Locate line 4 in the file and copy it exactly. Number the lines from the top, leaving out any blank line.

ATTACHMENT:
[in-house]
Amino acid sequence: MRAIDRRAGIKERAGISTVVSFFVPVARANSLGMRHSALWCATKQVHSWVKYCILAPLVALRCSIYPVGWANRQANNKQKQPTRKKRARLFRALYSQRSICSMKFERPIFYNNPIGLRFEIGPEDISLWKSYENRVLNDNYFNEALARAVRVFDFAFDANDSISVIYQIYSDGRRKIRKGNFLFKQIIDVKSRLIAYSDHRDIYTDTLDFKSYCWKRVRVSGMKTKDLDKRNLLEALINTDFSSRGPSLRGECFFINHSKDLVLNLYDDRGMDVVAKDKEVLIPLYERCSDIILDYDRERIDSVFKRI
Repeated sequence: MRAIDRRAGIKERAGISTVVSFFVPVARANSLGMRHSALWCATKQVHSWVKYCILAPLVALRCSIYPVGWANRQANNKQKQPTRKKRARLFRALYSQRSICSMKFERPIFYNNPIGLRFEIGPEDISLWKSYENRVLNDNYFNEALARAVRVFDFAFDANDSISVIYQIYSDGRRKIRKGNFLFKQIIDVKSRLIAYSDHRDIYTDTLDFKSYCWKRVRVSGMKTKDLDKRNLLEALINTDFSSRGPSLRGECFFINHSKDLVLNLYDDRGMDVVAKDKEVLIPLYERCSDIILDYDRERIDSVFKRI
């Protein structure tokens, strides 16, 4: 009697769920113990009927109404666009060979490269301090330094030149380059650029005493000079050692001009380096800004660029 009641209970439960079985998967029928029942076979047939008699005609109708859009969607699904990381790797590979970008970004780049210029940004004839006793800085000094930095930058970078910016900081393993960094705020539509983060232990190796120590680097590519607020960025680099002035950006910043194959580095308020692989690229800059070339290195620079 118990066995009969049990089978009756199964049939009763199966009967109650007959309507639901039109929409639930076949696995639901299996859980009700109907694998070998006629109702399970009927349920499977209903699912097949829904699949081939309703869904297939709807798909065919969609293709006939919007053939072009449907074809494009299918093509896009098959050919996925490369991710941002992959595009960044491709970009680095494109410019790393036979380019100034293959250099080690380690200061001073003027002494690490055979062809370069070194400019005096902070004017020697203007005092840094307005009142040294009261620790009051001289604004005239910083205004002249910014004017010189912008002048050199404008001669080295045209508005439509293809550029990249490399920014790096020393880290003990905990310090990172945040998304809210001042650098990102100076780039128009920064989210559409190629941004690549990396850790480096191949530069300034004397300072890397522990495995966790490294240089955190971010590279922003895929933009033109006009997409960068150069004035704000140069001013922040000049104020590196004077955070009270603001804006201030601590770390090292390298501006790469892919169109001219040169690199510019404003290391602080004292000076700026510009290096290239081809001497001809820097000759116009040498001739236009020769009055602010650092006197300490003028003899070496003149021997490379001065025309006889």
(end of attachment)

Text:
């Protein structure tokens, strides 16, 4: 009697769920113990009927109404666009060979490269301090330094030149380059650029005493000079050692001009380096800004660029 009641209970439960079985998967029928029942076979047939008699005609109708859009969607699904990381790797590979970008970004780049210029940004004839006793800085000094930095930058970078910016900081393993960094705020539509983060232990190796120590680097590519607020960025680099002035950006910043194959580095308020692989690229800059070339290195620079 118990066995009969049990089978009756199964049939009763199966009967109650007959309507639901039109929409639930076949696995639901299996859980009700109907694998070998006629109702399970009927349920499977209903699912097949829904699949081939309703869904297939709807798909065919969609293709006939919007053939072009449907074809494009299918093509896009098959050919996925490369991710941002992959595009960044491709970009680095494109410019790393036979380019100034293959250099080690380690200061001073003027002494690490055979062809370069070194400019005096902070004017020697203007005092840094307005009142040294009261620790009051001289604004005239910083205004002249910014004017010189912008002048050199404008001669080295045209508005439509293809550029990249490399920014790096020393880290003990905990310090990172945040998304809210001042650098990102100076780039128009920064989210559409190629941004690549990396850790480096191949530069300034004397300072890397522990495995966790490294240089955190971010590279922003895929933009033109006009997409960068150069004035704000140069001013922040000049104020590196004077955070009270603001804006201030601590770390090292390298501006790469892919169109001219040169690199510019404003290391602080004292000076700026510009290096290239081809001497001809820097000759116009040498001739236009020769009055602010650092006197300490003028003899070496003149021997490379001065025309006889």